chmod u+x myscript
#Simple Script # echo 'Welcome to the world of script files' date
Example 1: Mathematical expression, where "a" and "t" are variables, "3" and "4" are constants, and "=" and "+" are operators.
a = 3 + 4t
Example 2: Logical expression, which evaluates to either "true" or "false". The string "exit" is a constant, "var" is a variable, and "(", ")" and "==" are operators.
($var == exit)
() - parenthesis - change order of evaluation - - unary minus/negation ~ - one's complement ! - logical negation % - remainder / - divide * - multiply - - subtract + - addition >> - shift right << - shift left > - greater than < - less than >= - greater than or equal <= - less than or equal != - not equal to (strings) == - equal to (strings) & - bitwise AND ^ - bitwise exclusive OR | - bitwise inclusive OR && - logical AND || - logical OR
Used to test an expression and then conditionally execute a command. If the specified expression evaluates true, then the single command with arguments is executed. Command must be a simple command, not a pipeline, a command list, or a parenthesized command list.
if (expr) command [arguments]Example:
#!/bin/csh if ($#argv == 0) echo There are no arguments
In addition to the C Shell's logical expressions, you can use expressions that return a value based upon the status of a file. For example:
if (-e myfile) echo myfile already existsThe possible file status expressions are:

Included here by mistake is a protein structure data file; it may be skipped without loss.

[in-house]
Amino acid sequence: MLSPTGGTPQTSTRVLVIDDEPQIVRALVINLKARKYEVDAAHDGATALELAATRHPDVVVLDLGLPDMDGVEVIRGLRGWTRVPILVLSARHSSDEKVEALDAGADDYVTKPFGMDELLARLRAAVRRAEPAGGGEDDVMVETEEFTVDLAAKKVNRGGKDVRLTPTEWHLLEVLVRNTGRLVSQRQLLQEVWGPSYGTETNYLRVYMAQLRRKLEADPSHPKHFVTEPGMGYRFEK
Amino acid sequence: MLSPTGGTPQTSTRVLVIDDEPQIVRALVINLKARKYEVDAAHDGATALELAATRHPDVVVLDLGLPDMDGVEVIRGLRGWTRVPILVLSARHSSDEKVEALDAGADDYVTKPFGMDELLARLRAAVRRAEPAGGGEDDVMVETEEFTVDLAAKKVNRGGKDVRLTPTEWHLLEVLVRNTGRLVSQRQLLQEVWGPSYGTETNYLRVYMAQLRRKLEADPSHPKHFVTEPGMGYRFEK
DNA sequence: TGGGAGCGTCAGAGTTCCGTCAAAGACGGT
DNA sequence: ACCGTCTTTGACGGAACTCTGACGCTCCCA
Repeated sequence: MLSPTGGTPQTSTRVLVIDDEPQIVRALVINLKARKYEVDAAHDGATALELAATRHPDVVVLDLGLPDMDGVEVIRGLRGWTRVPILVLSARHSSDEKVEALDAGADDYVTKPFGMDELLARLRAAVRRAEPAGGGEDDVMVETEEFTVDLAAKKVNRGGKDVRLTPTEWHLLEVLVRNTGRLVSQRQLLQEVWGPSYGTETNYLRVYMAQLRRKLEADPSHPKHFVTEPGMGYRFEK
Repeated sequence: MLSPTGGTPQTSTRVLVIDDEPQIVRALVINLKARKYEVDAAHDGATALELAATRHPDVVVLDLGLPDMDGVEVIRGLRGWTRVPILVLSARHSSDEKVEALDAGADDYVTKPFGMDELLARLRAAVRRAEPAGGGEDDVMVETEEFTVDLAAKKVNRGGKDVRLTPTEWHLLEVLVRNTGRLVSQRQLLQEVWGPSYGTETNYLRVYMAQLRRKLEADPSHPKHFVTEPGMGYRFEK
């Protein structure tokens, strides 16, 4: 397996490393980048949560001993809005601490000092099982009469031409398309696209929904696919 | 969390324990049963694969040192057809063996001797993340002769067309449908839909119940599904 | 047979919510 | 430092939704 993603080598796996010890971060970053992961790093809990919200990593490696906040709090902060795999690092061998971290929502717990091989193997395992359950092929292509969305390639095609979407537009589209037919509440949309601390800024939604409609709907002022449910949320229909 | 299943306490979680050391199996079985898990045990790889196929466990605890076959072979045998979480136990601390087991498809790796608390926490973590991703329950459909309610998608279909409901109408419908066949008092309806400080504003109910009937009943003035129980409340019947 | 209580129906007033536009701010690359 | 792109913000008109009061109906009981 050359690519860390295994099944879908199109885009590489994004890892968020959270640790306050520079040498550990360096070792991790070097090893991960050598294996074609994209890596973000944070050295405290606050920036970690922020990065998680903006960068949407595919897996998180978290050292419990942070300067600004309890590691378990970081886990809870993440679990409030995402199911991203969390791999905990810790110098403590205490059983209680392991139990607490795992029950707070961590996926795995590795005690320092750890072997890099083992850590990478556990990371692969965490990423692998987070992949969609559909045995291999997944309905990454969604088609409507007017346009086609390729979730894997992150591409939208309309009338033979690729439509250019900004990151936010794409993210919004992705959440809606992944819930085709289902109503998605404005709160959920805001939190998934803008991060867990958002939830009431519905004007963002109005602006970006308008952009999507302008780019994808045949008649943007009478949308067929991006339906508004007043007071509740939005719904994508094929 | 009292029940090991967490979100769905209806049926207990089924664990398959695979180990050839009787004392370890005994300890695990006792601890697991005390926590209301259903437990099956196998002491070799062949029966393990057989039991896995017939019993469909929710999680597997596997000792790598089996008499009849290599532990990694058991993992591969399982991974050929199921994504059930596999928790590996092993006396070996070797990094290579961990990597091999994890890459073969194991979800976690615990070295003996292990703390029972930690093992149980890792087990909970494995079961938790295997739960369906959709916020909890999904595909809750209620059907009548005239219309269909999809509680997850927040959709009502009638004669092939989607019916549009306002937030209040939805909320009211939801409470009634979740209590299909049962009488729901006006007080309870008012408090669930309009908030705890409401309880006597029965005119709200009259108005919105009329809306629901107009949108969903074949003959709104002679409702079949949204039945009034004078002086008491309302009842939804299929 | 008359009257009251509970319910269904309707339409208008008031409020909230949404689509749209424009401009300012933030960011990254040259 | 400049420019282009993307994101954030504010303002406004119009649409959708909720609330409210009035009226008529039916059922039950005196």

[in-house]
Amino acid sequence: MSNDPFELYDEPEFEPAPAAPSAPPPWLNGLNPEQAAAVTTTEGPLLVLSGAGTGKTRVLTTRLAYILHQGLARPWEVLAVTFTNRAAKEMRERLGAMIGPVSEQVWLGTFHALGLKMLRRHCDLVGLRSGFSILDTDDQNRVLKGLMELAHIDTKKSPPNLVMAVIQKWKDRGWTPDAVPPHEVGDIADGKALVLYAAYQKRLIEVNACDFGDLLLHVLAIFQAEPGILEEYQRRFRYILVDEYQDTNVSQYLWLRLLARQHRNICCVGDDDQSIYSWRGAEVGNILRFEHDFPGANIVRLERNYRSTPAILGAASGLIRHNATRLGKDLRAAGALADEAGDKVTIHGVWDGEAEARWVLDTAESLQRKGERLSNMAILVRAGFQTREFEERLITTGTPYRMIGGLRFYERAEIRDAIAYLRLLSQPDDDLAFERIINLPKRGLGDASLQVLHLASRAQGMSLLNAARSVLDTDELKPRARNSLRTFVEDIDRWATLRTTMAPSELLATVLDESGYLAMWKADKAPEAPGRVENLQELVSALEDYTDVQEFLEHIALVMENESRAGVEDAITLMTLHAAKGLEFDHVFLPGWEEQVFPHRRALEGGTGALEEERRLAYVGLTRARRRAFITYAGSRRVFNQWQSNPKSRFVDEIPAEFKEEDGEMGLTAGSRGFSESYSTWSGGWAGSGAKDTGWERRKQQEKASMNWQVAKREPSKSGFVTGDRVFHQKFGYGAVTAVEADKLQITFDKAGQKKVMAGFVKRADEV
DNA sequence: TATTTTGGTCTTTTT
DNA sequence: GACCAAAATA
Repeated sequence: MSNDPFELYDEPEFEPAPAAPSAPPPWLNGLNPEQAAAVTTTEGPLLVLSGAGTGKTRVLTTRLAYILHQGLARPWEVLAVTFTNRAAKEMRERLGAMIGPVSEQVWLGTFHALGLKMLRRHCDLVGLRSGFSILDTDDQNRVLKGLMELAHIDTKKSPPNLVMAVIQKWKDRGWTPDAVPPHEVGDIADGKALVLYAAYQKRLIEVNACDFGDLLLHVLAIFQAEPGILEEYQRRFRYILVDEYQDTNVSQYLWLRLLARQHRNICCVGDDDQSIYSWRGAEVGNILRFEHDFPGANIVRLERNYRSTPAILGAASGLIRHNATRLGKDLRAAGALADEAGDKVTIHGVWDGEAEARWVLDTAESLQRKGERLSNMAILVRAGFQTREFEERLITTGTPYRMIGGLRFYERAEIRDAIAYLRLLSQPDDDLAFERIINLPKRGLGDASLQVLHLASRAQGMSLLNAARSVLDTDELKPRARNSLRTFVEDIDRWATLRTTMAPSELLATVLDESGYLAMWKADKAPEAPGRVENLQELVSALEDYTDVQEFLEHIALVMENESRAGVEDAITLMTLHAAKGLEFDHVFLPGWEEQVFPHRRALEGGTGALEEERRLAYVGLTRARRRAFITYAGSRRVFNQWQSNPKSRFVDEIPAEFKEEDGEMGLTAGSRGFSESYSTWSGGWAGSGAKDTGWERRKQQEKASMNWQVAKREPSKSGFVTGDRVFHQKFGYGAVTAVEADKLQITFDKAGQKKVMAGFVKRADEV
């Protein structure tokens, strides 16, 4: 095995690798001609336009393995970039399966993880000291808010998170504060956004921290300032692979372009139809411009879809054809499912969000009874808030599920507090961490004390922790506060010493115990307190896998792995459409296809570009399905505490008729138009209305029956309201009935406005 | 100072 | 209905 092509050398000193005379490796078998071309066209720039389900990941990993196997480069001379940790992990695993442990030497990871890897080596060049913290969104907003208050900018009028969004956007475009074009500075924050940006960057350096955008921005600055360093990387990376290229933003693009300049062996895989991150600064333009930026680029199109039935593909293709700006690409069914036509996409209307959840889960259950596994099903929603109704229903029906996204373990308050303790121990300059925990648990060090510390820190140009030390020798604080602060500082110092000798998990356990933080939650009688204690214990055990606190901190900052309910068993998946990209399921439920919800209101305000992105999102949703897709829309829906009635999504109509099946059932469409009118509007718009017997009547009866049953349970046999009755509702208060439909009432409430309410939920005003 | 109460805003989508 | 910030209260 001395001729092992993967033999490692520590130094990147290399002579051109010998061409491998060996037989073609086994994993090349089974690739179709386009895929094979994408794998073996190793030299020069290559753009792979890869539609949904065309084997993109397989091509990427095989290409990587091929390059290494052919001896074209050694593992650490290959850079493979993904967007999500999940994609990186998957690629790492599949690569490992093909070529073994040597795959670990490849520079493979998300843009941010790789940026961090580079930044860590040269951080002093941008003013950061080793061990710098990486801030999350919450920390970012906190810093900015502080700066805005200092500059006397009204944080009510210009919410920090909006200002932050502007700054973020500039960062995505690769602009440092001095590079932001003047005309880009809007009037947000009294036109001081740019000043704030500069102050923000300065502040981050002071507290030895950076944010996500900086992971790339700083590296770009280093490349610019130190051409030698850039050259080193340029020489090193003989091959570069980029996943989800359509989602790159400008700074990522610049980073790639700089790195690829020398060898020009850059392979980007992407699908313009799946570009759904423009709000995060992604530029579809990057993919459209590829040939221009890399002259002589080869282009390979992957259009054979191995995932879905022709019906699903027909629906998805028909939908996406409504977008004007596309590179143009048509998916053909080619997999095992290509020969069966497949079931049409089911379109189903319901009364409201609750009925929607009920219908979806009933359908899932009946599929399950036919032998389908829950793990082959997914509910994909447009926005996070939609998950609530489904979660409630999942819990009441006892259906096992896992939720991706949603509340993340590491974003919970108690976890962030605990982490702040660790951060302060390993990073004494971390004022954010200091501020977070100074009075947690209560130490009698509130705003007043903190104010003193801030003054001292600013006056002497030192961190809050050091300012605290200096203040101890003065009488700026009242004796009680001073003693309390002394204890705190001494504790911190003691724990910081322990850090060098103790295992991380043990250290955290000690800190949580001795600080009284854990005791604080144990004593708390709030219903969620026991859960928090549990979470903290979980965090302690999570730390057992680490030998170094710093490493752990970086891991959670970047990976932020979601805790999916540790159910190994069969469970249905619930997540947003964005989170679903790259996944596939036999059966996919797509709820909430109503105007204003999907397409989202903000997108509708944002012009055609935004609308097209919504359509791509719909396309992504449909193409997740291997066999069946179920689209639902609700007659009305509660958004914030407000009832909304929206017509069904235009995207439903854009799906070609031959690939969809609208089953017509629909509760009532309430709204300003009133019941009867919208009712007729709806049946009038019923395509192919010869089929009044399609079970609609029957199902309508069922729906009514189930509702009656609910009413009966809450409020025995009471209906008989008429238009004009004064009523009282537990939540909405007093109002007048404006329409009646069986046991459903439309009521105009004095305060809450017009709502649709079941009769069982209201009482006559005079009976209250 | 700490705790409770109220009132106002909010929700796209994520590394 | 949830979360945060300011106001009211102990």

d - file is a directory e - file exists f - file is an ordinary file o - user owns the file r - user has read access to the file w - user has write access to the file x - user has execute access to the file z - file is zero bytes long
Used to test multiple conditions and to execute more than a single command per condition. If the specified expr is true then the commands to the first else are executed; otherwise if expr2 is true then the commands to the second else are executed, etc. Any number of else-if pairs are possible; only one endif is needed. The else part is likewise optional.
The words else and endif must appear at the beginning of command lines; the if must appear alone on its command line or immediately after an else.
if (expr) then commands else if (expr2) then commands else commands endifExample:
#!/bin/csh if ($#argv == 0) then echo "No number to classify" else if ($#argv > 0) then set number = $argv if ($number < 0) then @ class = 0 else if (0 <= $number && $number < 100) then @ class = 1 else if (100 <= $number && $number < 200) then @ class = 2 else @ class = 3 endif echo The number $number is in class $class endif
The foreach statement is a type of loop statement. The variable name is successively set to each member of wordlist and the sequence of commands until the matching end statement are executed. Both foreach and end must appear alone on separate lines.
foreach name (wordlist) commands endExample:
#!/bin/csh foreach color (red orange yellow green blue) echo $color end
The while statement is another type of loop statement. Statements within the while/end loop are conditionally executed based upon the evaluation of the expression. Both while and end must appear alone on separate lines.
while (expression) commands endExample:
#!/bin/csh set word = "anything" while ($word != "") echo -n "Enter a word to check (Return to exit): " set word = $< if ($word != "") grep $word /usr/share/dict/words end
Used to interrupt the execution of a foreach or while loop. Transfers control to the statement after the end statement, thus terminating the loop. If there are other commands on the same line as a break statement, they will be executed before the break occurs. Multi-level breaks are thus possible by writing them all on one line.